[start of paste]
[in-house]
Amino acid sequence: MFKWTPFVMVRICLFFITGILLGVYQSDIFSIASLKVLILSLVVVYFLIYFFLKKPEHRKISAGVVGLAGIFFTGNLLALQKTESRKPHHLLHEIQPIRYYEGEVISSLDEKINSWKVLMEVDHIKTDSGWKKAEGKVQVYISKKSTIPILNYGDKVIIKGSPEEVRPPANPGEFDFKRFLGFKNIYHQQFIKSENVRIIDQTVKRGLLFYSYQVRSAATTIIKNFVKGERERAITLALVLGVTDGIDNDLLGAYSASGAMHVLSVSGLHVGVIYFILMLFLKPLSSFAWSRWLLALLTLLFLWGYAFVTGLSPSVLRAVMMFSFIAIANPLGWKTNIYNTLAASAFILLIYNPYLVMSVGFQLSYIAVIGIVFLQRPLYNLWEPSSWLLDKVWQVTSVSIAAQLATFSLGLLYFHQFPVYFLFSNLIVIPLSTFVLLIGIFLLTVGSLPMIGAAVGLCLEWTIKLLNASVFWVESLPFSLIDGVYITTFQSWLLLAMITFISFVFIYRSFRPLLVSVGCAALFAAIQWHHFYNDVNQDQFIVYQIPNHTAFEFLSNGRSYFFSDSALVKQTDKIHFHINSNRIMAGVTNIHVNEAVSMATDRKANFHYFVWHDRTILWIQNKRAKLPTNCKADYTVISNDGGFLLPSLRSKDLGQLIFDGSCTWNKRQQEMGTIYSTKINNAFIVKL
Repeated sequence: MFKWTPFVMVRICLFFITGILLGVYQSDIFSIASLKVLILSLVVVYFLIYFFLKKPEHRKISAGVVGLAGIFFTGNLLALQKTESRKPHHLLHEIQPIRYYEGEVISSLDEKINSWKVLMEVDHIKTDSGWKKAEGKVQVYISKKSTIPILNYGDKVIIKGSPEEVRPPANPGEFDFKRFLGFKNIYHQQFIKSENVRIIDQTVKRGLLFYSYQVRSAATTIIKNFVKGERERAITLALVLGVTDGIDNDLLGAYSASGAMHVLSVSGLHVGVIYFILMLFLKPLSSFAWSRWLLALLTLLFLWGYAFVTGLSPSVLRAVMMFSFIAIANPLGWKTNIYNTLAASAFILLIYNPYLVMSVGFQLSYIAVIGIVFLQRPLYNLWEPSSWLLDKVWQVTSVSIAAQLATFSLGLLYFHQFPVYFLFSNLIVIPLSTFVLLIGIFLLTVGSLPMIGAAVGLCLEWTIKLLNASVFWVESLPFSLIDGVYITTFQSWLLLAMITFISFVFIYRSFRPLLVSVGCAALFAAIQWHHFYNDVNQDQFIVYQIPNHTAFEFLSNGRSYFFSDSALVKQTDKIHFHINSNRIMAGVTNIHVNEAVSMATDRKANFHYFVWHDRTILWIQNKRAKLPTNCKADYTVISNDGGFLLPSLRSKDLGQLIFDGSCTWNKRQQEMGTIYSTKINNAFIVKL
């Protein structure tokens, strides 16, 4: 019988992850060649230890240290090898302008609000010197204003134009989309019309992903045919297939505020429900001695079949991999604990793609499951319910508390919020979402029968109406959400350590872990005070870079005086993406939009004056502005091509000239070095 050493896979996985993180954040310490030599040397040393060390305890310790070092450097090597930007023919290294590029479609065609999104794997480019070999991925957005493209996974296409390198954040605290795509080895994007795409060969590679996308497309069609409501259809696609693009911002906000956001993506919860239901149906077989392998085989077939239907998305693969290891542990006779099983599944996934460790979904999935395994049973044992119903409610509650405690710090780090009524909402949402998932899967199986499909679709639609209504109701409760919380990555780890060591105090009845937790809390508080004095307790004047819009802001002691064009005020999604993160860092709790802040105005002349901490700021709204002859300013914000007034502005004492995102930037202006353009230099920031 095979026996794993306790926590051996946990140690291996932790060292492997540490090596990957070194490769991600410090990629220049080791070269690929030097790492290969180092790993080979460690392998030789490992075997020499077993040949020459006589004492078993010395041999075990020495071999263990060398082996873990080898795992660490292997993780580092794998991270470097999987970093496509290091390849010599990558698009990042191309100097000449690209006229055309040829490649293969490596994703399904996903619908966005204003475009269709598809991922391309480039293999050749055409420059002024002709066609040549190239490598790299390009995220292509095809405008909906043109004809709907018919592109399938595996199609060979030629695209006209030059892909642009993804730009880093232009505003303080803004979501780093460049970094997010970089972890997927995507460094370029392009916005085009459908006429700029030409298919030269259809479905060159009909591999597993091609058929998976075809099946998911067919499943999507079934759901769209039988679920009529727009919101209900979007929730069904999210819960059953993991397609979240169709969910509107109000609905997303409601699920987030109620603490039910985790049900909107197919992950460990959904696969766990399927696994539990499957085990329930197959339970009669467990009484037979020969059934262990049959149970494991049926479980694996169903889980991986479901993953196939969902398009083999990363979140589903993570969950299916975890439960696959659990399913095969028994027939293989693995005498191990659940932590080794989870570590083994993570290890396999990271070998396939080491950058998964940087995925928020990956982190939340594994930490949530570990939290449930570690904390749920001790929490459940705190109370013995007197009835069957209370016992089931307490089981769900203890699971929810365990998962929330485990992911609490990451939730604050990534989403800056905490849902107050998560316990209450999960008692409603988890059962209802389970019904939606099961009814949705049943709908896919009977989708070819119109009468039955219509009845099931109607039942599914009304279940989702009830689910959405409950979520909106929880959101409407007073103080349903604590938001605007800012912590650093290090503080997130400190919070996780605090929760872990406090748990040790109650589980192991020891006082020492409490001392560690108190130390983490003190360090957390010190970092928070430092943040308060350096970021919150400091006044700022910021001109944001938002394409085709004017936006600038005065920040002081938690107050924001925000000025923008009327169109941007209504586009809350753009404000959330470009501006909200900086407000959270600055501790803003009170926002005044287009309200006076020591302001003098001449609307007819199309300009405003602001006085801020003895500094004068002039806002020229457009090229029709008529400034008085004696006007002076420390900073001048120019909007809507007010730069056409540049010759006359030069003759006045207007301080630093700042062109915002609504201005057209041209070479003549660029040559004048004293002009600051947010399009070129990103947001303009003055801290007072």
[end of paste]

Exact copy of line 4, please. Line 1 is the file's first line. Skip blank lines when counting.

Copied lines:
């Protein structure tokens, strides 16, 4: 019988992850060649230890240290090898302008609000010197204003134009989309019309992903045919297939505020429900001695079949991999604990793609499951319910508390919020979402029968109406959400350590872990005070870079005086993406939009004056502005091509000239070095 050493896979996985993180954040310490030599040397040393060390305890310790070092450097090597930007023919290294590029479609065609999104794997480019070999991925957005493209996974296409390198954040605290795509080895994007795409060969590679996308497309069609409501259809696609693009911002906000956001993506919860239901149906077989392998085989077939239907998305693969290891542990006779099983599944996934460790979904999935395994049973044992119903409610509650405690710090780090009524909402949402998932899967199986499909679709639609209504109701409760919380990555780890060591105090009845937790809390508080004095307790004047819009802001002691064009005020999604993160860092709790802040105005002349901490700021709204002859300013914000007034502005004492995102930037202006353009230099920031 095979026996794993306790926590051996946990140690291996932790060292492997540490090596990957070194490769991600410090990629220049080791070269690929030097790492290969180092790993080979460690392998030789490992075997020499077993040949020459006589004492078993010395041999075990020495071999263990060398082996873990080898795992660490292997993780580092794998991270470097999987970093496509290091390849010599990558698009990042191309100097000449690209006229055309040829490649293969490596994703399904996903619908966005204003475009269709598809991922391309480039293999050749055409420059002024002709066609040549190239490598790299390009995220292509095809405008909906043109004809709907018919592109399938595996199609060979030629695209006209030059892909642009993804730009880093232009505003303080803004979501780093460049970094997010970089972890997927995507460094370029392009916005085009459908006429700029030409298919030269259809479905060159009909591999597993091609058929998976075809099946998911067919499943999507079934759901769209039988679920009529727009919101209900979007929730069904999210819960059953993991397609979240169709969910509107109000609905997303409601699920987030109620603490039910985790049900909107197919992950460990959904696969766990399927696994539990499957085990329930197959339970009669467990009484037979020969059934262990049959149970494991049926479980694996169903889980991986479901993953196939969902398009083999990363979140589903993570969950299916975890439960696959659990399913095969028994027939293989693995005498191990659940932590080794989870570590083994993570290890396999990271070998396939080491950058998964940087995925928020990956982190939340594994930490949530570990939290449930570690904390749920001790929490459940705190109370013995007197009835069957209370016992089931307490089981769900203890699971929810365990998962929330485990992911609490990451939730604050990534989403800056905490849902107050998560316990209450999960008692409603988890059962209802389970019904939606099961009814949705049943709908896919009977989708070819119109009468039955219509009845099931109607039942599914009304279940989702009830689910959405409950979520909106929880959101409407007073103080349903604590938001605007800012912590650093290090503080997130400190919070996780605090929760872990406090748990040790109650589980192991020891006082020492409490001392560690108190130390983490003190360090957390010190970092928070430092943040308060350096970021919150400091006044700022910021001109944001938002394409085709004017936006600038005065920040002081938690107050924001925000000025923008009327169109941007209504586009809350753009404000959330470009501006909200900086407000959270600055501790803003009170926002005044287009309200006076020591302001003098001449609307007819199309300009405003602001006085801020003895500094004068002039806002020229457009090229029709008529400034008085004696006007002076420390900073001048120019909007809507007010730069056409540049010759006359030069003759006045207007301080630093700042062109915002609504201005057209041209070479003549660029040559004048004293002009600051947010399009070129990103947001303009003055801290007072």